Mrs Craggus has a recurring complaint about Liam Neeson, specifically that in many (she says all) of his roles, he just happens to be the exactly skilled person the plot needs. When his daughter is kidnapped, he has that ‘special set of skills’, when his commercial flight is threatened by terrorists, it turns out he’s a hard-drinking ex-cop US Marshall, when his small aircraft crashes in the Alaskan wilderness, he just so happens to be the world’s foremost puncher of wolves, and so on. Her opinion is unlikely to be swayed by “The Commuter”, where Liam Neeson plays a seemingly mild-mannered insurance salesman who finds himself embroiled in a high-stakes game of cat and mouse aboard his usual commute except it turns out that before he was an insurance salesman, he used to be…a cop!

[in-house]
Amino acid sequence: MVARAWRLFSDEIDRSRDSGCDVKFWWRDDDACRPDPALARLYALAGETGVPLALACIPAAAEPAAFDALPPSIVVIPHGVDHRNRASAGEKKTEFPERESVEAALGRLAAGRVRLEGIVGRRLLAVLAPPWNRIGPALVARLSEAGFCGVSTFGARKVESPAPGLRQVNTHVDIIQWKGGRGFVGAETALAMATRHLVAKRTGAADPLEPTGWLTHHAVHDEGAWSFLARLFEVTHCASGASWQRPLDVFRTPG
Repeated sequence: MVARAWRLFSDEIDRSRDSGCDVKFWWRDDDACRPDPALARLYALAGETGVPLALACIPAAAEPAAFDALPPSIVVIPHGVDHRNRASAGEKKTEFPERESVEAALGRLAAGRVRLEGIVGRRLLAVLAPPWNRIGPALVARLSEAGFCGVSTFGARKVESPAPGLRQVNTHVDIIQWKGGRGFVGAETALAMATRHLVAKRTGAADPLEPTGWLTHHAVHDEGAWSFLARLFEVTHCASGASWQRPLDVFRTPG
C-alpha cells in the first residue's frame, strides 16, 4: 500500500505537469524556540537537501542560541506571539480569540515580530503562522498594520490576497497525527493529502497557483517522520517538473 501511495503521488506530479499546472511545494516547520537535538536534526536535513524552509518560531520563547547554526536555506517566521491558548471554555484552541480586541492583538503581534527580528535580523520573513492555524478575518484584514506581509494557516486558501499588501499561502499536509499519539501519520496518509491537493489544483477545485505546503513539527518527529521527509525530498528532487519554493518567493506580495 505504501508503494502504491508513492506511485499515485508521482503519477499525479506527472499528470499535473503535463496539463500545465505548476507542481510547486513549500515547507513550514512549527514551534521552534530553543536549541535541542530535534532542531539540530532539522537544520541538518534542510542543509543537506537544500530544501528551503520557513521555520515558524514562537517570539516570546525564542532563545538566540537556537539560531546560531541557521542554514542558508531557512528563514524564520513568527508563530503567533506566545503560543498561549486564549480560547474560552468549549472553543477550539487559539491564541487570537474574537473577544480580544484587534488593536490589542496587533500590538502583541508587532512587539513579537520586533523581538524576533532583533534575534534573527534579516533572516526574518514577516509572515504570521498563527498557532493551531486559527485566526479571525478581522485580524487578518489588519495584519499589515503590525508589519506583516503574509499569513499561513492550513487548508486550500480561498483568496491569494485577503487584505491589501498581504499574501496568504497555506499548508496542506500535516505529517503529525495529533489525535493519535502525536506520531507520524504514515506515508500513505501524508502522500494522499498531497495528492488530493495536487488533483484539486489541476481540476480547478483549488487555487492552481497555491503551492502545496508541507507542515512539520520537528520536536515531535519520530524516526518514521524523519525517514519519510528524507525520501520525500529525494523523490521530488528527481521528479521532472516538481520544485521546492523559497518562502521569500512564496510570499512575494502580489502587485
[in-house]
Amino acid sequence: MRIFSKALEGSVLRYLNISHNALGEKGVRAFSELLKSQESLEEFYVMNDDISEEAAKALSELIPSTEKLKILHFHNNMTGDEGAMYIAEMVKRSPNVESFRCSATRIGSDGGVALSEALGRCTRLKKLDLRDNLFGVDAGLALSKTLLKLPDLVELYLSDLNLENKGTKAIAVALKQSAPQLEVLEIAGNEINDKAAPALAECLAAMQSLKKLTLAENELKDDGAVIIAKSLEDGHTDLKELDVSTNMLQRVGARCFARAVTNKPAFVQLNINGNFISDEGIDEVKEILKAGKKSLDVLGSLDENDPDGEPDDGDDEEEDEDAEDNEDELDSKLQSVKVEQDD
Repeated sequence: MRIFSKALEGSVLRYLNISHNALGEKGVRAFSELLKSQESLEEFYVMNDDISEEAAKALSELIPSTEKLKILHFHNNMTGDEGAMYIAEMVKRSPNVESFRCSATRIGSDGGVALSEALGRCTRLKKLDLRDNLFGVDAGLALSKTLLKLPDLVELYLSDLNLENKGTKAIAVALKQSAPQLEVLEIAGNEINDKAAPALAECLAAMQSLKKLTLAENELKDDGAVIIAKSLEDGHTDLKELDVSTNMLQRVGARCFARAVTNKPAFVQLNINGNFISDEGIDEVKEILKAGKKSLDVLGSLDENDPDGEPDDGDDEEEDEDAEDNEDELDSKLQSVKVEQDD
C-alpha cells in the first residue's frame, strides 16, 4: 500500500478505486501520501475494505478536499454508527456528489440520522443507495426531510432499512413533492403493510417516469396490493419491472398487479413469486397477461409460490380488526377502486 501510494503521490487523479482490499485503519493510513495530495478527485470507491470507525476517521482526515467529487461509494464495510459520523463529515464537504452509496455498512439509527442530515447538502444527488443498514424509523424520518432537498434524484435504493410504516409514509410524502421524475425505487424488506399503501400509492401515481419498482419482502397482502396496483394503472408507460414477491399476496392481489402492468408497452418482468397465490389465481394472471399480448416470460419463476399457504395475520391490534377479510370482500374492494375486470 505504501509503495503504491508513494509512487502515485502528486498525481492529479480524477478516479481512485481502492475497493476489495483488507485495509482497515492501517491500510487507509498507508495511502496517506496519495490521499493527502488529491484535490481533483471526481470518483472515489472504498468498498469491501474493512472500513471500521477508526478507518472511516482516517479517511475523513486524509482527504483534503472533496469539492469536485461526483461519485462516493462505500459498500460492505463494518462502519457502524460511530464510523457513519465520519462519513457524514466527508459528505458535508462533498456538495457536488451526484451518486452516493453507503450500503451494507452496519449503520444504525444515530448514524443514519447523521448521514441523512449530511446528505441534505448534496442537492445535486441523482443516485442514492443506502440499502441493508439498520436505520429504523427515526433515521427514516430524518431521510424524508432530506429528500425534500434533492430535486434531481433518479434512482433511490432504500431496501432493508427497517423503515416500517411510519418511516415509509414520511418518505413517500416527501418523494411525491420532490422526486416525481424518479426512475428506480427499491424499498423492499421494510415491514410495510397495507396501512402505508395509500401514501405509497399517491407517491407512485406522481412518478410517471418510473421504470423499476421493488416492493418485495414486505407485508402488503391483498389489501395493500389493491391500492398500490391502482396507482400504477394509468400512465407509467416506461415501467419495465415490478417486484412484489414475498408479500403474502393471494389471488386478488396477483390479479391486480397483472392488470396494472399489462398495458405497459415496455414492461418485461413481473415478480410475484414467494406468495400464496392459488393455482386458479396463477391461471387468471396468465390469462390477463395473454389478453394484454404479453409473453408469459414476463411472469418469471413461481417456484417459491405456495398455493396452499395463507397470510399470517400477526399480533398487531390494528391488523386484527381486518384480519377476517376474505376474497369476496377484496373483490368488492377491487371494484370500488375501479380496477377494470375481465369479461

Yes, “The Commuter” is pretty standard Neeson fare, predictable but solid enough. There are occasional flourishes of something greater – the opening montage is a wonderfully constructed ode to the continuity and monotony of a daily commute as Michael McCauley slogs his way through the daily grind of family and working life, “Groundhog Day”-style – but all too often it falls back on cliché and incredulity.
Jaume Collet-Serra (“The Shallows”, “Non-Stop”) brings his usual kinetic style to the visuals, managing to keep things from feeling claustrophobic despite the four-carriage setting although he retains his tendency to muddle the action with too many quick cuts. The admittedly intriguing premise is let down by a clumsy script (the actual conspiracy is never explained very clearly) and high profile casting which tips you off to every twist and turn the story’s going to take.
“The Commuter” isn’t the grand conspiracy thriller it wants to be, but there’s no denying that one of Liam Neeson’s special set of skills is in getting audiences – myself included – to turn out for these throwaway action thrillers.